May 19-25, 2013 is EMS Week. “EMS: One Mission. One Team.”
May 19, 2013 -- EMS week is an important time of the year to remember that Fire-Based EMS is the most prevalent delivery model of prehospital care in the U.S. In fact, Firefighter/ EMTs and paramedics respond to more than 80% of the U.S. population to deliver time critical emergency medical care.
This year's theme is “EMS: One Mission. One Team.”
Originally enacted during the Presidency of Gerald Ford in 1974, EMS Week was a way to highlight and honor those on the front line and to promote the health and safety of the public. The EMS Week enacted by President Ford was short lived but was reborn and perpetuated by the American College of Emergency Physicians in 1982. Although delivered through a different venue, the underlying message is the same; EMS provided on the front line is an essential component of the public health and public safety infrastructure of the Nation.
Just as fire stations and apparatus are being threatened with closures and personnel reductions, there is an ever growing challenge from some politicians and private consultant firms to remove Fire-Based EMS from the services firefighter/EMTs and paramedics provide in order to devalue the fire department’s capabilities. These attempts to diminish services are an underhanded means to justify downsizing departments even more. Sadly, these agents attempt to vilify the service that firefighters and paramedics provide by reducing the delivery model to dollars and cents rather than discuss the actual impact that service elimination and staff reductions will have on the very citizens that they are allegedly helping.
Use this EMS week to show decision makers and the public that firefighter/EMT and paramedic capabilities go beyond forcing doors and fighting fires. When it comes to EMS, firefighter/EMTs and paramedics are an appropriately trained, equipped, knowledgeable and readily deployable resource that is capable of assisting any citizen when they have a need for emergency services. Let the community know why they should support fire-based EMS and what they stand to lose if these services are lost.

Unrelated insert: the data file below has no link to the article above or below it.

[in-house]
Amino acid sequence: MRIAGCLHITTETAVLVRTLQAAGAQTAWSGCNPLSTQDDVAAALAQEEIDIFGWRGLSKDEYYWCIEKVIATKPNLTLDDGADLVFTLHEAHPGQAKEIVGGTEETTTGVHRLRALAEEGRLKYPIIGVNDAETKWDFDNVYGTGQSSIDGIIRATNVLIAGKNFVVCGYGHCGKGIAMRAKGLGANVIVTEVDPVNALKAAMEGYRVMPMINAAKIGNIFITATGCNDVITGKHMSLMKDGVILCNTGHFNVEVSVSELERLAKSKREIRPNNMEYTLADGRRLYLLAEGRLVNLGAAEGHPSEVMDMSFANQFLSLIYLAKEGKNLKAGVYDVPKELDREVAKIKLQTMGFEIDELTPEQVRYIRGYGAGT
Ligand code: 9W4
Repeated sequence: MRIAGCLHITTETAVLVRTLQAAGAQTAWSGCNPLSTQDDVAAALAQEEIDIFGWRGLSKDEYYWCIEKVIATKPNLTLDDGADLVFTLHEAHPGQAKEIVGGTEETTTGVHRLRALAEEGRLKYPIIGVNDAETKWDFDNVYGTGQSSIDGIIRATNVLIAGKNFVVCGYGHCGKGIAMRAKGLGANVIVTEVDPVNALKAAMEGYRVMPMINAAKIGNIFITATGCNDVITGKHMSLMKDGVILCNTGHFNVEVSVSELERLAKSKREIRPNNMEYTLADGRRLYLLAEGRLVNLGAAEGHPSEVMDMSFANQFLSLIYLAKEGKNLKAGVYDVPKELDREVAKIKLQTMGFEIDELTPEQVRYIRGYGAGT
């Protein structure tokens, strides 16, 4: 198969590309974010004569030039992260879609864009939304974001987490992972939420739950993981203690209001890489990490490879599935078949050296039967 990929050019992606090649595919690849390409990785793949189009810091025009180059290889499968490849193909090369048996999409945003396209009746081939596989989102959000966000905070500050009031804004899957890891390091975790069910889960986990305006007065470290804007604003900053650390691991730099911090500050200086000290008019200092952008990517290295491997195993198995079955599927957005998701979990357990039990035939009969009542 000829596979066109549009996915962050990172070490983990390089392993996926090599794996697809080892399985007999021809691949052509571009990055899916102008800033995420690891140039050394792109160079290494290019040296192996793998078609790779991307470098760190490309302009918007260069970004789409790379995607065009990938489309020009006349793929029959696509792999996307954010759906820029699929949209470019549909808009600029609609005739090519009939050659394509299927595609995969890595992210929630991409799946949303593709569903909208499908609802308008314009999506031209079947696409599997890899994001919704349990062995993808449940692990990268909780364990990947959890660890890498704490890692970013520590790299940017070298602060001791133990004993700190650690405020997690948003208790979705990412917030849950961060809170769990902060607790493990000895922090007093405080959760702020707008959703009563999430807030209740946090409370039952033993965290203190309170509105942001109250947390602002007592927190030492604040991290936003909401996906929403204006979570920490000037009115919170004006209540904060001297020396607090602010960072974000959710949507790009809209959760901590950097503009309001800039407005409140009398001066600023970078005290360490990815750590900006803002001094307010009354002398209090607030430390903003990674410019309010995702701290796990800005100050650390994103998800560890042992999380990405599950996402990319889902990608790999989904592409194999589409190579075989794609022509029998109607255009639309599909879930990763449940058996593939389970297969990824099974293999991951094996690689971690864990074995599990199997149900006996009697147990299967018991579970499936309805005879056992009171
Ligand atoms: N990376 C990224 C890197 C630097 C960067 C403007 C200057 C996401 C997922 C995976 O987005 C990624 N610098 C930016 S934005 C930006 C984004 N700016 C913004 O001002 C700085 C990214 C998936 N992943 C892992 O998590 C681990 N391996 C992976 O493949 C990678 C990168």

It is essential that IAFF members remember that we are in fact one team with a common mission, and that mission is to provide all hazards response capability, including emergency medical response, to the citizens we serve in their most vulnerable moment.
For more information on EMS Week 2013 visit ACEP's EMS Week web
Residential Fire Study Shows Effects of Crew
Size on Fire Fighting Operations
April 28, 2010 -- A landmark study released by the National
Institute of Standards and Technology (NIST) shows that the size
of fire fighting crews has a substantial effect on the fire
service's ability to protect lives and property in residential
Click here to read the news release.
Conducted by a broad coalition in the scientific, fire fighting
and public safety communities, the study results found that
four-person fire fighting crews were able to complete 22
essential fire fighting and rescue tasks in a typical
residential structure 30 percent faster than two-person crews
and 25 percent faster than three-person crews.
The report is the first to quantify the effects of crew sizes
and arrival times on the fire service's lifesaving and fire
This and other scientific data in the report will help educate
public officials, fire chiefs and other decision-makers on the
importance of adequate staffing and deployment with respect to
fire fighter and public safety.
Study investigators from NIST and the IAFF announced the results
of the study at a press conference at the Hilton Washington in
Washington, DC, before the start of the annual Congressional
Fire Services Institute meeting of top fire safety officials
from the across the nation.
Click here for the full
The study is funded by the U.S. Department of Homeland
Security's (DHS) Federal Emergency Management Agency's (FEMA)
Assistance to Firefighters grant program.
Read General President Harold Schaitberger's blog, "Fire
Fighter Staffing and Deployment Study Released"
Read the related report "Effect
of Deployment of Resources on Cardiovascular Strain on
For more information, contact Lori Moore-Merrell at
firstname.lastname@example.org or (202) 824-1594.